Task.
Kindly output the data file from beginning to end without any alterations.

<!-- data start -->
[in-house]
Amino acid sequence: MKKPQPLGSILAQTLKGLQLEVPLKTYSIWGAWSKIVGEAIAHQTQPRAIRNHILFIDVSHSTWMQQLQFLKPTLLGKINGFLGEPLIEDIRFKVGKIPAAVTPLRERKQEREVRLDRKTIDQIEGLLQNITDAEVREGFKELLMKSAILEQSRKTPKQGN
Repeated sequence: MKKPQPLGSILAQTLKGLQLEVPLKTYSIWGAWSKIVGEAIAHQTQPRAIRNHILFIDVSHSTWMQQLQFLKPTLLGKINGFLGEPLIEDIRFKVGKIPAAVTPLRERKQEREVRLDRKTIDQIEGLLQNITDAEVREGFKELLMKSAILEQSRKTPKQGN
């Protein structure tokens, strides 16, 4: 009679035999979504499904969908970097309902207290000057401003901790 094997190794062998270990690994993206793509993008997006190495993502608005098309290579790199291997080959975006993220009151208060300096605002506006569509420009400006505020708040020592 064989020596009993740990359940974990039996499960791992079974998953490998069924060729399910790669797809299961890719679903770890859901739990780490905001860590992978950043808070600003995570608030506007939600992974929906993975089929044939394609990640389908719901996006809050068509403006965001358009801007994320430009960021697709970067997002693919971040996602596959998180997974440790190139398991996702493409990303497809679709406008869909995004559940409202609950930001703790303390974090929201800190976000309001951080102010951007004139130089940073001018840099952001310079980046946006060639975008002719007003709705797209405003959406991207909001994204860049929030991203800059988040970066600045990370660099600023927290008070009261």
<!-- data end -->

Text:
[in-house]
Amino acid sequence: MKKPQPLGSILAQTLKGLQLEVPLKTYSIWGAWSKIVGEAIAHQTQPRAIRNHILFIDVSHSTWMQQLQFLKPTLLGKINGFLGEPLIEDIRFKVGKIPAAVTPLRERKQEREVRLDRKTIDQIEGLLQNITDAEVREGFKELLMKSAILEQSRKTPKQGN
Repeated sequence: MKKPQPLGSILAQTLKGLQLEVPLKTYSIWGAWSKIVGEAIAHQTQPRAIRNHILFIDVSHSTWMQQLQFLKPTLLGKINGFLGEPLIEDIRFKVGKIPAAVTPLRERKQEREVRLDRKTIDQIEGLLQNITDAEVREGFKELLMKSAILEQSRKTPKQGN
């Protein structure tokens, strides 16, 4: 009679035999979504499904969908970097309902207290000057401003901790 094997190794062998270990690994993206793509993008997006190495993502608005098309290579790199291997080959975006993220009151208060300096605002506006569509420009400006505020708040020592 064989020596009993740990359940974990039996499960791992079974998953490998069924060729399910790669797809299961890719679903770890859901739990780490905001860590992978950043808070600003995570608030506007939600992974929906993975089929044939394609990640389908719901996006809050068509403006965001358009801007994320430009960021697709970067997002693919971040996602596959998180997974440790190139398991996702493409990303497809679709406008869909995004559940409202609950930001703790303390974090929201800190976000309001951080102010951007004139130089940073001018840099952001310079980046946006060639975008002719007003709705797209405003959406991207909001994204860049929030991203800059988040970066600045990370660099600023927290008070009261």